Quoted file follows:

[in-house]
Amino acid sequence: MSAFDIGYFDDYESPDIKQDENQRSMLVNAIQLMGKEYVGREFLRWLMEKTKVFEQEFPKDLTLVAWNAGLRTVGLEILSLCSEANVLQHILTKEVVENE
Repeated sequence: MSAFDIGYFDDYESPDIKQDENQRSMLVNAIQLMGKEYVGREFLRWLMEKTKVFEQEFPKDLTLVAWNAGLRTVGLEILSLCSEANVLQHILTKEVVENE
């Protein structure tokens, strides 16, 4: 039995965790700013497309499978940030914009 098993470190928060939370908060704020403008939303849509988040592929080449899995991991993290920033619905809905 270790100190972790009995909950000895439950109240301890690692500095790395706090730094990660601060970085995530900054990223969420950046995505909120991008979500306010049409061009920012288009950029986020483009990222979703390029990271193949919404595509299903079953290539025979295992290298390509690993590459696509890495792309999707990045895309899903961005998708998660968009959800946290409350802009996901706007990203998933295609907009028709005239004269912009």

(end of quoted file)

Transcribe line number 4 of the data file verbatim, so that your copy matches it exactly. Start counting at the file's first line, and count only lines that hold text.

């Protein structure tokens, strides 16, 4: 039995965790700013497309499978940030914009 098993470190928060939370908060704020403008939303849509988040592929080449899995991991993290920033619905809905 270790100190972790009995909950000895439950109240301890690692500095790395706090730094990660601060970085995530900054990223969420950046995505909120991008979500306010049409061009920012288009950029986020483009990222979703390029990271193949919404595509299903079953290539025979295992290298390509690993590459696509890495792309999707990045895309899903961005998708998660968009959800946290409350802009996901706007990203998933295609907009028709005239004269912009």